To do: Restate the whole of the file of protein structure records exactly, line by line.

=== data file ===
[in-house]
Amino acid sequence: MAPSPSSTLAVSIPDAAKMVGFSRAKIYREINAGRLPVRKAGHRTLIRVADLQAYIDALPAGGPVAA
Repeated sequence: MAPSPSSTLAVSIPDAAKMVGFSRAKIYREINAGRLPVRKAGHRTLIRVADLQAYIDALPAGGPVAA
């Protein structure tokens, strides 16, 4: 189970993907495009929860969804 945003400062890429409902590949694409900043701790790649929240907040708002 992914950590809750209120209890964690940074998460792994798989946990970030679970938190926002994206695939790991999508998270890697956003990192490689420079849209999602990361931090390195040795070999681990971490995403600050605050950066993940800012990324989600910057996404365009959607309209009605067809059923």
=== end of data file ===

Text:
[in-house]
Amino acid sequence: MAPSPSSTLAVSIPDAAKMVGFSRAKIYREINAGRLPVRKAGHRTLIRVADLQAYIDALPAGGPVAA
Repeated sequence: MAPSPSSTLAVSIPDAAKMVGFSRAKIYREINAGRLPVRKAGHRTLIRVADLQAYIDALPAGGPVAA
């Protein structure tokens, strides 16, 4: 189970993907495009929860969804 945003400062890429409902590949694409900043701790790649929240907040708002 992914950590809750209120209890964690940074998460792994798989946990970030679970938190926002994206695939790991999508998270890697956003990192490689420079849209999602990361931090390195040795070999681990971490995403600050605050950066993940800012990324989600910057996404365009959607309209009605067809059923």